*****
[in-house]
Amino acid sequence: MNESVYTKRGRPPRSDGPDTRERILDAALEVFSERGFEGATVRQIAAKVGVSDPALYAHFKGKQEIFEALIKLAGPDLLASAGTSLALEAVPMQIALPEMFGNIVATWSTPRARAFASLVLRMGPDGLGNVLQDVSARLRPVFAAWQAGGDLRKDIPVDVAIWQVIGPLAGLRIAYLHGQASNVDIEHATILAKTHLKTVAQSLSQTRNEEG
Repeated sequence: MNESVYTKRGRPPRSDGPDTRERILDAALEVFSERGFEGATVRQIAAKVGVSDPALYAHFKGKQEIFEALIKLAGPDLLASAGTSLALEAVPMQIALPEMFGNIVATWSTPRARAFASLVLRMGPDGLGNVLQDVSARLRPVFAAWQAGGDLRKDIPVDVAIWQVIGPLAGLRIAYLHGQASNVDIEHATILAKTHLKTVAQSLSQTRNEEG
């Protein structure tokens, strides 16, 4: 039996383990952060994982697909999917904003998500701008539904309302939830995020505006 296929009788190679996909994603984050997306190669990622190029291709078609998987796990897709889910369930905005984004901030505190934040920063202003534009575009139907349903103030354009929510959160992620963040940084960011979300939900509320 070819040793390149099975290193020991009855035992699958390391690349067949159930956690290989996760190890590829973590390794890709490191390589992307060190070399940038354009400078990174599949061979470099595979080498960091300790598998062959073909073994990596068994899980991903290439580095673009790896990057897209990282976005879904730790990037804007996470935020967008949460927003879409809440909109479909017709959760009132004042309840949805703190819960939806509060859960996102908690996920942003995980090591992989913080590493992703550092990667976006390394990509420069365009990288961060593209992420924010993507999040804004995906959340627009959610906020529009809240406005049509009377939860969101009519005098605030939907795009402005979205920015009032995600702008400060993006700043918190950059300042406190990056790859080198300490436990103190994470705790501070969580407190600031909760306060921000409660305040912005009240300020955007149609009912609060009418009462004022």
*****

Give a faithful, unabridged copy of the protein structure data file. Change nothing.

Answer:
[in-house]
Amino acid sequence: MNESVYTKRGRPPRSDGPDTRERILDAALEVFSERGFEGATVRQIAAKVGVSDPALYAHFKGKQEIFEALIKLAGPDLLASAGTSLALEAVPMQIALPEMFGNIVATWSTPRARAFASLVLRMGPDGLGNVLQDVSARLRPVFAAWQAGGDLRKDIPVDVAIWQVIGPLAGLRIAYLHGQASNVDIEHATILAKTHLKTVAQSLSQTRNEEG
Repeated sequence: MNESVYTKRGRPPRSDGPDTRERILDAALEVFSERGFEGATVRQIAAKVGVSDPALYAHFKGKQEIFEALIKLAGPDLLASAGTSLALEAVPMQIALPEMFGNIVATWSTPRARAFASLVLRMGPDGLGNVLQDVSARLRPVFAAWQAGGDLRKDIPVDVAIWQVIGPLAGLRIAYLHGQASNVDIEHATILAKTHLKTVAQSLSQTRNEEG
């Protein structure tokens, strides 16, 4: 039996383990952060994982697909999917904003998500701008539904309302939830995020505006 296929009788190679996909994603984050997306190669990622190029291709078609998987796990897709889910369930905005984004901030505190934040920063202003534009575009139907349903103030354009929510959160992620963040940084960011979300939900509320 070819040793390149099975290193020991009855035992699958390391690349067949159930956690290989996760190890590829973590390794890709490191390589992307060190070399940038354009400078990174599949061979470099595979080498960091300790598998062959073909073994990596068994899980991903290439580095673009790896990057897209990282976005879904730790990037804007996470935020967008949460927003879409809440909109479909017709959760009132004042309840949805703190819960939806509060859960996102908690996920942003995980090591992989913080590493992703550092990667976006390394990509420069365009990288961060593209992420924010993507999040804004995906959340627009959610906020529009809240406005049509009377939860969101009519005098605030939907795009402005979205920015009032995600702008400060993006700043918190950059300042406190990056790859080198300490436990103190994470705790501070969580407190600031909760306060921000409660305040912005009240300020955007149609009912609060009418009462004022």